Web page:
The world is in the midst of an electronic music renaissance, and you find most of this boon of producers laying claim to the club-friendly, bass-dropping variety, holing up in the the free-flowing world of hip-hop beatmaking or pitching their tent on the out-there, boundary-pushing EDM camp.
Broncho has never been hurting in the hook department. The success of the trio’s 2011 debut, Can’t Get Past the Lips, was predicated mostly on its ability to marry melodies with kinetic guitar riffs and anarchic energy. Yet we’ve heard nothing to the degree of pure pop catchiness on display in “Class Historian,” the new single from Broncho’s upcoming sophomore album, Just Enough Hip to Be Woman.
No one wants to be forgotten; everyone wants some sort of legacy, a mark they leave behind as they exit this life for whatever lies beyond.
And for as long as there has been death, there have been monuments — whether austere or understated, abstract or concrete, prominent or tucked away in private — erected by the ones they loved to assure that remembrance, at least for a time.
Some of the best albums and artists were born out of happy accidents owed to varying degrees of early suckage — the perfect note or chord for a song found by missing the one you are aiming for, failed mimicry of an idol bearing something entirely new and great instead.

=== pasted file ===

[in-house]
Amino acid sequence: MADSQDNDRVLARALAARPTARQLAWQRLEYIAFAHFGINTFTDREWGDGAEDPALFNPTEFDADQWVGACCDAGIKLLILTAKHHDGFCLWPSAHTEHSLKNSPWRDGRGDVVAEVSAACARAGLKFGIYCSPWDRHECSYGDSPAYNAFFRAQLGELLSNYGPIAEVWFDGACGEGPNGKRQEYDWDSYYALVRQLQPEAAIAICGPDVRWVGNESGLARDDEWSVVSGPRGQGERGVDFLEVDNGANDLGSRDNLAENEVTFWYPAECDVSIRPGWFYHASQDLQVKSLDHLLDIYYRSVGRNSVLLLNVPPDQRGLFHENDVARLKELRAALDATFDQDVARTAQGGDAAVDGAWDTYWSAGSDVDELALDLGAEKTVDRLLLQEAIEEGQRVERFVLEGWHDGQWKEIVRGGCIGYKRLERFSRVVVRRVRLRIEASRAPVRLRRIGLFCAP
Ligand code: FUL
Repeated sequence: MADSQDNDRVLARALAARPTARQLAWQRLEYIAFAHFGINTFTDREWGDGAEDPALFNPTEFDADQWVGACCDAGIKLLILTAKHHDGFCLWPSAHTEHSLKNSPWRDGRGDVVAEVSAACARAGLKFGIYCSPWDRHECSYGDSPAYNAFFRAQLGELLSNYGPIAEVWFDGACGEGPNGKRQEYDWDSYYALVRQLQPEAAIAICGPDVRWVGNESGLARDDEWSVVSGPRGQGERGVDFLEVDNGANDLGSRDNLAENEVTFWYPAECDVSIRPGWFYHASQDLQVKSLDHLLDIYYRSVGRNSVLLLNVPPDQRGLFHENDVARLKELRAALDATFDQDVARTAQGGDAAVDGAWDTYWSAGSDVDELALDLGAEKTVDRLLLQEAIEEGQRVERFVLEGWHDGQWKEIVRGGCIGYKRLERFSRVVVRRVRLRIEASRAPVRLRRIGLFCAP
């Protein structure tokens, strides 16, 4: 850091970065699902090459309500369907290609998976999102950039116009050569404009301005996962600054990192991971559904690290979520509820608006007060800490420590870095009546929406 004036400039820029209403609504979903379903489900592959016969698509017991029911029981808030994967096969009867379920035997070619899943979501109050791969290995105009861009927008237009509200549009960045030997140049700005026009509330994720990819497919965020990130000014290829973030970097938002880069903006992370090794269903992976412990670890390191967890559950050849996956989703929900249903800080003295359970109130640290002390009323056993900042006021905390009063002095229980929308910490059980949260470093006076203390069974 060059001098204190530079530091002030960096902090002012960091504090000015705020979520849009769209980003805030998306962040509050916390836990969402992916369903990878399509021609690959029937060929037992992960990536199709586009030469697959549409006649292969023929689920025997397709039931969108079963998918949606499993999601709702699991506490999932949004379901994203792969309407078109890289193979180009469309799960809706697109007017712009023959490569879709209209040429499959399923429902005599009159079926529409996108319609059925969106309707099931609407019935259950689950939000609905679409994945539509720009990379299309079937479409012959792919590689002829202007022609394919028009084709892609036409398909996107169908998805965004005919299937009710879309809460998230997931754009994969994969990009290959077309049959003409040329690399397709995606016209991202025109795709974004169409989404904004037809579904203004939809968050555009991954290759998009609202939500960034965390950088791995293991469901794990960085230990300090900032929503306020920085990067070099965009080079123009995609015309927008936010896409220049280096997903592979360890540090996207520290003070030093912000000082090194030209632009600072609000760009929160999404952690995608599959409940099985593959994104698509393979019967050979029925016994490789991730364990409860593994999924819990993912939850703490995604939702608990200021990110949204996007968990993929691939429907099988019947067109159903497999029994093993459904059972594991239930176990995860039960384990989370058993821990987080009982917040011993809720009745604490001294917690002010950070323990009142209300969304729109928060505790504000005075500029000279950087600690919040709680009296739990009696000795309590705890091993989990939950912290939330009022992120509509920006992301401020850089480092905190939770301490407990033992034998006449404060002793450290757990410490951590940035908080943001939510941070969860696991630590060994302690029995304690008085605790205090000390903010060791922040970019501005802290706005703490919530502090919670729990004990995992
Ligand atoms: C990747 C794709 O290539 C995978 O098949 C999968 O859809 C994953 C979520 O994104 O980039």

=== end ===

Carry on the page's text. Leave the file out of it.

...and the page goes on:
Aranda with 9 Left Dead, TwoFold and Spinal Cross 7 p.m. Saturday Diamond Ballroom 8001 S. Eastern diamondballroom.net 677-9169 $9
Oklahoma City alt-rock outfit Aranda has come a long way from its first gig, which saw brothers Dameon and Gabe Aranda playing air guitar and lipsynching for their grandparents.
Aranda has been nearly a lifetime in the making, but it almost didn’t happen after a record deal with Sony fell apart in the early 2000s. The group neared total dissolution when an upstart rock label made a new offer. Soon, the group was sharing stages with the likes of Shinedown and Papa Roach.
“The band was pretty much broken up,” Dameon Aranda said. “It was something out of nothing. We weren’t expecting anything, and it’s worked out great.”
That opportunity came on the heels of his work as a songwriter alongside Color Me Badd’s Sam Watters.
Two of the tracks from Aranda’s 2008 self-titled debut, including “All I Ever Wanted,” subsequently were covered by Kelly Clarkson on her 2009 album, titled after the song.
“She called me and made sure she had permission to do it,” Dameon Aranda said. “I was like, ‘Are you kidding me? This is awesome!’” That speaks to the range the group enjoyed with its earlier material, recalling anything from All-American Rejects to Spoon. That focus was narrowed into something harder with the new album, Stop the World, which will be celebrated Saturday at Diamond Ballroom.
“We got pushed a little bit into the active rock scene. I love this album, but it was a little bit of stretch for us to go this heavy,” Dameon Aranda said. “It was almost like doing a caricature of yourself. It was us imagining that we were in a heavi er group than we actually were.”
Just like before, the entire project was almost shelved before release; luckily, Aranda found a way to make it happen, and reactions are the most positive the band has received. Dameon Aranda is glad that the years working with his brother are paying off.
“There is something special when we are together. That’s why we kept it going,” he said. “It’s like the Thunder: It takes a while to find that chemistry, but once you do, it’s time to go after that brass ring.”